at the National Institute of Standards and Technology
(NIST) have used charged atoms (ions) to demonstrate
a quantum physics version of computer memory lasting
longer than 10 seconds—more than 100,000
times longer than in previous experiments on the
same ions. The advance improves prospects for making
practical, reliable quantum computers (which make
use of the properties of quantum systems rather than
transistors for performing calculations or storing
information). Quantum computers, if they can be built,
could break today's best encryption systems, accelerate
database searching, develop novel products such as
fraud-proof digital signatures or simulate complex
biological systems to help design new drugs.
As described in the Aug. 5, 2005, issue of Physical
Review Letters ,* NIST scientists stored information
in single beryllium ions for longer periods of time
by using a different pair of the ions' internal energy
levels to represent 1 and 0 than was used in the
group's previous quantum computing experiments. This
new set of quantum states is unaffected by slight
variations in magnetic fields, which previously caused
memory losses in ions stored in electromagnetic traps.
memory must be able to store “superpositions,” an
unusual property of quantum physics in which a quantum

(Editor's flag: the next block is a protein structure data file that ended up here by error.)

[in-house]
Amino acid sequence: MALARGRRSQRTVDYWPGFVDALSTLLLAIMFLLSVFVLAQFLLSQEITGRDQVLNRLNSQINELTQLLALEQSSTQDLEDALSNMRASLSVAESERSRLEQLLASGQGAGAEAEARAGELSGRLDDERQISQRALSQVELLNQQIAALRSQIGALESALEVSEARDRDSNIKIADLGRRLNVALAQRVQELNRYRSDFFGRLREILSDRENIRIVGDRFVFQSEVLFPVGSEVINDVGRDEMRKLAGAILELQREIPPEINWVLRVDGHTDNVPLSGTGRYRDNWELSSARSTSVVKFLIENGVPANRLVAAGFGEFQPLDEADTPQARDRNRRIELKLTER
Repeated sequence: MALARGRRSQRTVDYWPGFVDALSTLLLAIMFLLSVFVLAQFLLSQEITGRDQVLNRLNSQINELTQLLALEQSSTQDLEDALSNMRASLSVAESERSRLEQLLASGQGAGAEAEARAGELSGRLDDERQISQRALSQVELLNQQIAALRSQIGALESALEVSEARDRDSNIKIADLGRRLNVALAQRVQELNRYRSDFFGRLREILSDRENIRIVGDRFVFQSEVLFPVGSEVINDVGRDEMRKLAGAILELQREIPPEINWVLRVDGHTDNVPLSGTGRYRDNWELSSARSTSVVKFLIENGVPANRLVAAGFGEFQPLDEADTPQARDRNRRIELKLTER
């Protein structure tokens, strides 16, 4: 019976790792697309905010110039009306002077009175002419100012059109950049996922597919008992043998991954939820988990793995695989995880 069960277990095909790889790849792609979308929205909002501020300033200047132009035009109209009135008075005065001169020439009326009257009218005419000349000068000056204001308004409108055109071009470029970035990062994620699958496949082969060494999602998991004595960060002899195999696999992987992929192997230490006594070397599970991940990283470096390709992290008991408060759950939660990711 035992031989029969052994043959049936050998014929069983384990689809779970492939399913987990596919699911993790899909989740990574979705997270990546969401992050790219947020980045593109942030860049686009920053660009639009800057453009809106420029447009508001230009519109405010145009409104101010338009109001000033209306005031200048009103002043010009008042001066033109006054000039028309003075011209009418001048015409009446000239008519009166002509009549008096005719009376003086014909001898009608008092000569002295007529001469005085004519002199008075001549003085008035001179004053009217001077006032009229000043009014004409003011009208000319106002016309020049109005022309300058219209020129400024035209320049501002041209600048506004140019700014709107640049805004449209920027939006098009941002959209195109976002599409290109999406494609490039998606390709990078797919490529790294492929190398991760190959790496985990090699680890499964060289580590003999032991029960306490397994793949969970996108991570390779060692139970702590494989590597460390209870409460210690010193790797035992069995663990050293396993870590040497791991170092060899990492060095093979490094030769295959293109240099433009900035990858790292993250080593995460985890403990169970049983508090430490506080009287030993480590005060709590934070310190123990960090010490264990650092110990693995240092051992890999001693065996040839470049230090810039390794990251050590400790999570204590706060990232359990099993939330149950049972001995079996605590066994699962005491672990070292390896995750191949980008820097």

bit (qubit) such as an ion represents both 0 and
1 at the same time. The new approach enables qubits
to maintain superpositions over 1 million times longer
than might be needed to carry out the information
processing steps in a future quantum computer. The
advance is, therefore, an important step toward the
goal of designing a “fault tolerant” quantum computer
because it significantly reduces the computing resources
needed to correct memory errors.
related experiments also described in the paper,
NIST scientists demonstrated that pairs of “entangled” ions
can retain their quantum states for up to about 7
seconds. Entanglement is another unusual property
of quantum physics that correlates the behavior of
physically separated ions. Superposition and entanglement
are the two key properties expected to give quantum
computers great power.
The research was supported by the Advanced Research
and Development Activity/National Security Agency.
More information about NIST's quantum computing research
is available at http://qubit.nist.gov .
* C. Langer, R. Ozeri, J.D. Jost, J. Chiaverini,
B. DeMarco, A. Ben-Kish, R.B. Blakestad, J. Britton,
D.B. Hume, W.M. Itano, D. Leibfried, R. Reichle,
T. Rosenband, T. Schaetz, P.O. Schmidt and D. J.
Wineland. Long-lived qubit memory using atomic ions.
Physical Review Letters , 95, 060502 (2005).
Laura Ost, firstname.lastname@example.org , (301)